When maintained properly, leather will last 4 or 5 times longer than man-made fibers or fabric. Over a period of time, perspiration, skin acids, body oils, as well as other soils may work their way inside the leather.
At present, the majority of cleaning solutions in the market aren’t suitable for leather – and they might break down leather finishes, as well as promote cracking and dryness.
Various kinds of leather require various processes of care
- Nubuck – Additionally referred to as distressed, chaps, suede, and bomber leather.
- Protected – Additionally referred to as everyday, finished semi-aniline, painted and pigmented leather.
- Aniline – Additionally referred to as unprotected, naked, pure, or natural leather.
Fading, Cuts, Scratches, and Scuffs
Over the life of your furnishings, you’re bound to experience a few of the typical problems related to leather furniture. Our Triangle Legacy certified technicians are experienced at addressing such problems.
Why Should you Protect and Clean your Leather?
- Grease and oils – Body oils from animals and humans alike attach, as well as hold on to leather. Body oils easily are transferred to the head cushions, as well as armrests of your furniture and may cause severe damage to the protective finishes that are found on leather.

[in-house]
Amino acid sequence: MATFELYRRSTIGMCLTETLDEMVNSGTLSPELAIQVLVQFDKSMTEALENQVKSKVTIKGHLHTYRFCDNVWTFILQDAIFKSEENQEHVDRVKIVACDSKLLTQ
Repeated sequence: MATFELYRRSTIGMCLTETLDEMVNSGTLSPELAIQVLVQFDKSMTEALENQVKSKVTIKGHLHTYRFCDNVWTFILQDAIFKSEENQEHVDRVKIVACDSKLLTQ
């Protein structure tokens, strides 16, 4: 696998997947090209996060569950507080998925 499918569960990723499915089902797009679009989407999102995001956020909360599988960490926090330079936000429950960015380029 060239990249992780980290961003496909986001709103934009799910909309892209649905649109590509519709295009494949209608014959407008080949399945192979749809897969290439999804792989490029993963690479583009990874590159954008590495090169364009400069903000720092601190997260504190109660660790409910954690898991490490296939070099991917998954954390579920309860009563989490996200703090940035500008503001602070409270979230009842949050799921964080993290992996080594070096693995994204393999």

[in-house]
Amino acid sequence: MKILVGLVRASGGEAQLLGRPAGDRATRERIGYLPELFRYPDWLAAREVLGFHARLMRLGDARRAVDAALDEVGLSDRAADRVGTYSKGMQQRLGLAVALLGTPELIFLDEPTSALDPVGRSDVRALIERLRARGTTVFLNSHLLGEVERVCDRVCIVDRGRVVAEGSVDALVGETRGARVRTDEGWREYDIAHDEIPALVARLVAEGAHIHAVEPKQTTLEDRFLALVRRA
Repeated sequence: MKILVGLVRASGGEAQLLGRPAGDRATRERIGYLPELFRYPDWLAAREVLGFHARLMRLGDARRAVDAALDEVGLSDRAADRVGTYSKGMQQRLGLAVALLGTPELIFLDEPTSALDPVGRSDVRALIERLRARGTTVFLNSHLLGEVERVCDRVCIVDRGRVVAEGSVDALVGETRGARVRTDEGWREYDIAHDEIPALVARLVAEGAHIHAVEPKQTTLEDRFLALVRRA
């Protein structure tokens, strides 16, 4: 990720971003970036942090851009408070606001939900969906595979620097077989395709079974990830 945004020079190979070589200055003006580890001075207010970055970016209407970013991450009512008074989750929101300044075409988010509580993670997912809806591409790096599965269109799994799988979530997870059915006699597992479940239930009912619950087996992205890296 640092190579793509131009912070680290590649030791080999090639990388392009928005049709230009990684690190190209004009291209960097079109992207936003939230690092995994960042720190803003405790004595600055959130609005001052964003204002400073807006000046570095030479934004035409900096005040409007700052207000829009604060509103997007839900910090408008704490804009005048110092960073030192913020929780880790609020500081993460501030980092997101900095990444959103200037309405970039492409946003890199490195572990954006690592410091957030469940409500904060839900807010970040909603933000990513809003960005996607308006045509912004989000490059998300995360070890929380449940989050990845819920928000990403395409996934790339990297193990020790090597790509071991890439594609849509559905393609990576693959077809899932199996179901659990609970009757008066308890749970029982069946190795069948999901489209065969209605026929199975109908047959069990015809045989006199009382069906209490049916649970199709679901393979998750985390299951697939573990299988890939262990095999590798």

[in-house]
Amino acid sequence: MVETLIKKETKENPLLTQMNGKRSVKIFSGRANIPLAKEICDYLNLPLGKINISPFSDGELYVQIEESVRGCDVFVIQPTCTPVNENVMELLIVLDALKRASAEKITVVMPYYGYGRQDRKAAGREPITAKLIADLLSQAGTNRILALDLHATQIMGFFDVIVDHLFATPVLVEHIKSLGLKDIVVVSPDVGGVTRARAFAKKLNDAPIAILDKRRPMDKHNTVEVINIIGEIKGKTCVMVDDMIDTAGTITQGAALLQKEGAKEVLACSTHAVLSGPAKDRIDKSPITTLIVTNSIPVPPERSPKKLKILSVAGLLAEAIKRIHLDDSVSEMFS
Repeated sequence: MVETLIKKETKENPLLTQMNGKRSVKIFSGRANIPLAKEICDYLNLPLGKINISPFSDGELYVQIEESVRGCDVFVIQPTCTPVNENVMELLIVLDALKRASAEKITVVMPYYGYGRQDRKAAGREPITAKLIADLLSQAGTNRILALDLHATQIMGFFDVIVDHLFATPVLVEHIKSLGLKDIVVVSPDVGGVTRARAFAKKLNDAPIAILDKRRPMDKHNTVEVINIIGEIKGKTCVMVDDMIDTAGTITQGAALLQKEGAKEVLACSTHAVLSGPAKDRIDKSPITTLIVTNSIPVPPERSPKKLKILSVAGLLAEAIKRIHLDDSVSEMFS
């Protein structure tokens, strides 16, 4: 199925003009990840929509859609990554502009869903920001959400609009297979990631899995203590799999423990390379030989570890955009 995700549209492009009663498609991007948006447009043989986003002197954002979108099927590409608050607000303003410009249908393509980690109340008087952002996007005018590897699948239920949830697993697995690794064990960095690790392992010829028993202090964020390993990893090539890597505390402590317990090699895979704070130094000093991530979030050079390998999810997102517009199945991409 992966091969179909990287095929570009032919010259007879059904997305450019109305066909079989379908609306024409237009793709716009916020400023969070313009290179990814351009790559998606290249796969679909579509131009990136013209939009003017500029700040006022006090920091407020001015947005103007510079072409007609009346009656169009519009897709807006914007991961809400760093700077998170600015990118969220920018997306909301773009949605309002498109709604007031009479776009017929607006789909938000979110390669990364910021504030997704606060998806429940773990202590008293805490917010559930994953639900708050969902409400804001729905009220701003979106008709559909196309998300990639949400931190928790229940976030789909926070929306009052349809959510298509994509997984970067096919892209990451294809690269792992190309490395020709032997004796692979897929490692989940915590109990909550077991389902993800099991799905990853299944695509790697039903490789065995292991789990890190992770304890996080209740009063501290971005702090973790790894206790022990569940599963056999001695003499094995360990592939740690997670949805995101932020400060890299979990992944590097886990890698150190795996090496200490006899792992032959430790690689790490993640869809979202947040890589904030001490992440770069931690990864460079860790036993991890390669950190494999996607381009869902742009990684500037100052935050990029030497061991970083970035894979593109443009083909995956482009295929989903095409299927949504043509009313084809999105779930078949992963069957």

- Atmospheric Soils –Give consideration to the dust which builds on a desk or coffee table over a week’s period of time. That same dust gets deposited on the leather. In addition, consider the atmospheric pollution and airborne cooking oils which are present, to some level, in every household. Over a period of time, those elements may wear down the leather.
- Common Soils – Those soils include dirt that is tracked in from outdoors in conjunction with fibers and sand from plants that are brought into the house by pets and people.
- Inks and dyes–Dyes from denim and inks from newspapers may transfer onto leather within a process referred to as dye transfer. Plus, the risk of ink from a leaking pen or aspiring toddler who enjoys drawing shouldn’t be forgotten.
How Frequently Should You Clean your Leather?
A routine cleaning schedule includes professional upholstery cleaning twice a year.